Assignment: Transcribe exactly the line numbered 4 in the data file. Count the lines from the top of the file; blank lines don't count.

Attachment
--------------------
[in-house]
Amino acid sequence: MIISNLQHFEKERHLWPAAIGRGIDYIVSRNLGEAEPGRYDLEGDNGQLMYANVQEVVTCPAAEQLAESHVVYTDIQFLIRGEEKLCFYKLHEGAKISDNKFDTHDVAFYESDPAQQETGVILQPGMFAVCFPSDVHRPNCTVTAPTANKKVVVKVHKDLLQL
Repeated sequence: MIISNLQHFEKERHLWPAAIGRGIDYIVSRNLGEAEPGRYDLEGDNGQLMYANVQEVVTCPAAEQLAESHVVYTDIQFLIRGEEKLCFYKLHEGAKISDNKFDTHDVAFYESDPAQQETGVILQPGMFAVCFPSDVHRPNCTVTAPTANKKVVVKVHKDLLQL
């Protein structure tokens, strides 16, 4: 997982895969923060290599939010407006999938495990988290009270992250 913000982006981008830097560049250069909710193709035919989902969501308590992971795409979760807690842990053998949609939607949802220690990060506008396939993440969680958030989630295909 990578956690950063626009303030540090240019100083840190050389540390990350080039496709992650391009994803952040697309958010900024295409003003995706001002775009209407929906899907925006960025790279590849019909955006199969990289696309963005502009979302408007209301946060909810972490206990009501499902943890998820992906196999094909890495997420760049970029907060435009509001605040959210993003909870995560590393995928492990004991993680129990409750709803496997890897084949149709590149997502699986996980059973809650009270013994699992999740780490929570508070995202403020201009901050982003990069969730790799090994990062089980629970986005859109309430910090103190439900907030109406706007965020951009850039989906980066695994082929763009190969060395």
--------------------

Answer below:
């Protein structure tokens, strides 16, 4: 997982895969923060290599939010407006999938495990988290009270992250 913000982006981008830097560049250069909710193709035919989902969501308590992971795409979760807690842990053998949609939607949802220690990060506008396939993440969680958030989630295909 990578956690950063626009303030540090240019100083840190050389540390990350080039496709992650391009994803952040697309958010900024295409003003995706001002775009209407929906899907925006960025790279590849019909955006199969990289696309963005502009979302408007209301946060909810972490206990009501499902943890998820992906196999094909890495997420760049970029907060435009509001605040959210993003909870995560590393995928492990004991993680129990409750709803496997890897084949149709590149997502699986996980059973809650009270013994699992999740780490929570508070995202403020201009901050982003990069969730790799090994990062089980629970986005859109309430910090103190439900907030109406706007965020951009850039989906980066695994082929763009190969060395």